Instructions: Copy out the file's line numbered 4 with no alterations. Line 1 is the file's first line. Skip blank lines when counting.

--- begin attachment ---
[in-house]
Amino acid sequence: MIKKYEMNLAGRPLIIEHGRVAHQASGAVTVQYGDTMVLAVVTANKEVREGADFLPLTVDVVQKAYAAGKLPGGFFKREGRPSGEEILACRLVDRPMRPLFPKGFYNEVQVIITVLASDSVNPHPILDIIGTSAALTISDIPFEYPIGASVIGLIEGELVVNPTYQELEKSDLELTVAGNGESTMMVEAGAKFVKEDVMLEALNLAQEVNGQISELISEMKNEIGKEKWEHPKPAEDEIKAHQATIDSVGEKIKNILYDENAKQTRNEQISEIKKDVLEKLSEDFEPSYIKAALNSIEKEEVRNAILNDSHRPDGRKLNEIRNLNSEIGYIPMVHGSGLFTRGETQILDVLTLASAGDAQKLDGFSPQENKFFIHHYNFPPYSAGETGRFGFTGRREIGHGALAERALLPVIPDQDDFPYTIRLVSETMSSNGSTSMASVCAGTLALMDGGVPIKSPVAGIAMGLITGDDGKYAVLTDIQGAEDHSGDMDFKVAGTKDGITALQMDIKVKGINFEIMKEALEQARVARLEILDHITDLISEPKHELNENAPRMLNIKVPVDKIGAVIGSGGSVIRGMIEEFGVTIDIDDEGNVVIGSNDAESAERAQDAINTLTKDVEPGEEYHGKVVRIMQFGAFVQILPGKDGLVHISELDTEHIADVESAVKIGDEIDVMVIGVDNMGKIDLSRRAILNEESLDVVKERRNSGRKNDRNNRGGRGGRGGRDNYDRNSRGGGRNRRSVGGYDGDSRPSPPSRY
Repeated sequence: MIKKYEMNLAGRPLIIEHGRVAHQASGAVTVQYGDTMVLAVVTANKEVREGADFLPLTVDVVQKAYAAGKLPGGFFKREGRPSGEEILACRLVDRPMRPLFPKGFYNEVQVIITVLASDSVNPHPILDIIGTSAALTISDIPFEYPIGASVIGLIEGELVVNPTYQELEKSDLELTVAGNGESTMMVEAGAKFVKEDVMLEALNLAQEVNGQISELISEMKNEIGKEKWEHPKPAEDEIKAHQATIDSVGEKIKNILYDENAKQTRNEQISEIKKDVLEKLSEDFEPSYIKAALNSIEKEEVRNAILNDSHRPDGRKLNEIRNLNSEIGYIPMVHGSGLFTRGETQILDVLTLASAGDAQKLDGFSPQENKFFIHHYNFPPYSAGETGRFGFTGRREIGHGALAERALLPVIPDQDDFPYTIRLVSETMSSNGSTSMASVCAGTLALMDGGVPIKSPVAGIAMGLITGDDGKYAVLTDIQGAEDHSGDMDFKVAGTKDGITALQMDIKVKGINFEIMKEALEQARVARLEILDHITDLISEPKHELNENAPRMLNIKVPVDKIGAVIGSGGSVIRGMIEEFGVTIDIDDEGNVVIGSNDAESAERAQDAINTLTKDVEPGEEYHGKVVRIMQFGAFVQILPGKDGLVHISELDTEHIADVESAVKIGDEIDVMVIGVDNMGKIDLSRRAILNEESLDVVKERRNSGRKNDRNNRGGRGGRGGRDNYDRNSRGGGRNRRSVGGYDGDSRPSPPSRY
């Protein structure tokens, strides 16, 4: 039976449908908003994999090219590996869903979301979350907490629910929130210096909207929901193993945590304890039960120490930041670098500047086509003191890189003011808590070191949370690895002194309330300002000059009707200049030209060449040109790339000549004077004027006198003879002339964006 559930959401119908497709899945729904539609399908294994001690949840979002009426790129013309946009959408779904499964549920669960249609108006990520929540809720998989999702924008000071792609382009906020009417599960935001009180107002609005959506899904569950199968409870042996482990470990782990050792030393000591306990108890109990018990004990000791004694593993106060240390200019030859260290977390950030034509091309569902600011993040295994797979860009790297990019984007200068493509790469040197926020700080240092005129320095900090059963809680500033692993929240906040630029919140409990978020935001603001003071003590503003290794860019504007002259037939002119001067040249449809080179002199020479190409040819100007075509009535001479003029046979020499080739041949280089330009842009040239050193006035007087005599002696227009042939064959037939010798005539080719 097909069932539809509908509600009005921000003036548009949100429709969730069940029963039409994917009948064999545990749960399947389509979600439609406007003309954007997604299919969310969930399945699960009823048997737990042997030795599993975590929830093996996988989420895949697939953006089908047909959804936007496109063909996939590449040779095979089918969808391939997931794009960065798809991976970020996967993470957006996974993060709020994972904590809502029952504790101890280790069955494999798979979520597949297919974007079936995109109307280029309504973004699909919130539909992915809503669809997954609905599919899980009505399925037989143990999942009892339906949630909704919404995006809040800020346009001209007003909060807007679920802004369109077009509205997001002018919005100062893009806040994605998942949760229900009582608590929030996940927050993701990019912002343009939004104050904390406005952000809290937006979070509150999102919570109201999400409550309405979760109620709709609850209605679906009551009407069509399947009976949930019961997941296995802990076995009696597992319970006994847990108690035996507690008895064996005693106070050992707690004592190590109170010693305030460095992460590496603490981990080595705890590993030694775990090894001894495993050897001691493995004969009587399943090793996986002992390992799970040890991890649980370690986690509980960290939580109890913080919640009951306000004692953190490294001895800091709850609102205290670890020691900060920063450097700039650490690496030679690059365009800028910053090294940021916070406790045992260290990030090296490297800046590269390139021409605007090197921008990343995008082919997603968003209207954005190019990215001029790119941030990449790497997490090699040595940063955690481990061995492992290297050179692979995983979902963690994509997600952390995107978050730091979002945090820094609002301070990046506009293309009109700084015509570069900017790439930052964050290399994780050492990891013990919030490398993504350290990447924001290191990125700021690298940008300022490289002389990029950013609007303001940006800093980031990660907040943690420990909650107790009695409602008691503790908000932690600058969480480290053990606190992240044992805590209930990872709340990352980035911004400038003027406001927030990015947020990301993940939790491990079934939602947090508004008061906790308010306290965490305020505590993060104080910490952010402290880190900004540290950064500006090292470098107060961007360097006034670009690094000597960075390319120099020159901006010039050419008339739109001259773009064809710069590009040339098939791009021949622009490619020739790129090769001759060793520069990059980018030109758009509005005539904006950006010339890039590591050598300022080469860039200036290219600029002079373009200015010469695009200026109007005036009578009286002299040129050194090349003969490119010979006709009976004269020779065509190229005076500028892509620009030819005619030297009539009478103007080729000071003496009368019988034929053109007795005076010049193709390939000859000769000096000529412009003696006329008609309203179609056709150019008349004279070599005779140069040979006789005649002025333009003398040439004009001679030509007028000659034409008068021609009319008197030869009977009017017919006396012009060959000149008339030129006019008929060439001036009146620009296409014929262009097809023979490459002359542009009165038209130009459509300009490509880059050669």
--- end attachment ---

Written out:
């Protein structure tokens, strides 16, 4: 039976449908908003994999090219590996869903979301979350907490629910929130210096909207929901193993945590304890039960120490930041670098500047086509003191890189003011808590070191949370690895002194309330300002000059009707200049030209060449040109790339000549004077004027006198003879002339964006 559930959401119908497709899945729904539609399908294994001690949840979002009426790129013309946009959408779904499964549920669960249609108006990520929540809720998989999702924008000071792609382009906020009417599960935001009180107002609005959506899904569950199968409870042996482990470990782990050792030393000591306990108890109990018990004990000791004694593993106060240390200019030859260290977390950030034509091309569902600011993040295994797979860009790297990019984007200068493509790469040197926020700080240092005129320095900090059963809680500033692993929240906040630029919140409990978020935001603001003071003590503003290794860019504007002259037939002119001067040249449809080179002199020479190409040819100007075509009535001479003029046979020499080739041949280089330009842009040239050193006035007087005599002696227009042939064959037939010798005539080719 097909069932539809509908509600009005921000003036548009949100429709969730069940029963039409994917009948064999545990749960399947389509979600439609406007003309954007997604299919969310969930399945699960009823048997737990042997030795599993975590929830093996996988989420895949697939953006089908047909959804936007496109063909996939590449040779095979089918969808391939997931794009960065798809991976970020996967993470957006996974993060709020994972904590809502029952504790101890280790069955494999798979979520597949297919974007079936995109109307280029309504973004699909919130539909992915809503669809997954609905599919899980009505399925037989143990999942009892339906949630909704919404995006809040800020346009001209007003909060807007679920802004369109077009509205997001002018919005100062893009806040994605998942949760229900009582608590929030996940927050993701990019912002343009939004104050904390406005952000809290937006979070509150999102919570109201999400409550309405979760109620709709609850209605679906009551009407069509399947009976949930019961997941296995802990076995009696597992319970006994847990108690035996507690008895064996005693106070050992707690004592190590109170010693305030460095992460590496603490981990080595705890590993030694775990090894001894495993050897001691493995004969009587399943090793996986002992390992799970040890991890649980370690986690509980960290939580109890913080919640009951306000004692953190490294001895800091709850609102205290670890020691900060920063450097700039650490690496030679690059365009800028910053090294940021916070406790045992260290990030090296490297800046590269390139021409605007090197921008990343995008082919997603968003209207954005190019990215001029790119941030990449790497997490090699040595940063955690481990061995492992290297050179692979995983979902963690994509997600952390995107978050730091979002945090820094609002301070990046506009293309009109700084015509570069900017790439930052964050290399994780050492990891013990919030490398993504350290990447924001290191990125700021690298940008300022490289002389990029950013609007303001940006800093980031990660907040943690420990909650107790009695409602008691503790908000932690600058969480480290053990606190992240044992805590209930990872709340990352980035911004400038003027406001927030990015947020990301993940939790491990079934939602947090508004008061906790308010306290965490305020505590993060104080910490952010402290880190900004540290950064500006090292470098107060961007360097006034670009690094000597960075390319120099020159901006010039050419008339739109001259773009064809710069590009040339098939791009021949622009490619020739790129090769001759060793520069990059980018030109758009509005005539904006950006010339890039590591050598300022080469860039200036290219600029002079373009200015010469695009200026109007005036009578009286002299040129050194090349003969490119010979006709009976004269020779065509190229005076500028892509620009030819005619030297009539009478103007080729000071003496009368019988034929053109007795005076010049193709390939000859000769000096000529412009003696006329008609309203179609056709150019008349004279070599005779140069040979006789005649002025333009003398040439004009001679030509007028000659034409008068021609009319008197030869009977009017017919006396012009060959000149008339030129006019008929060439001036009146620009296409014929262009097809023979490459002359542009009165038209130009459509300009490509880059050669």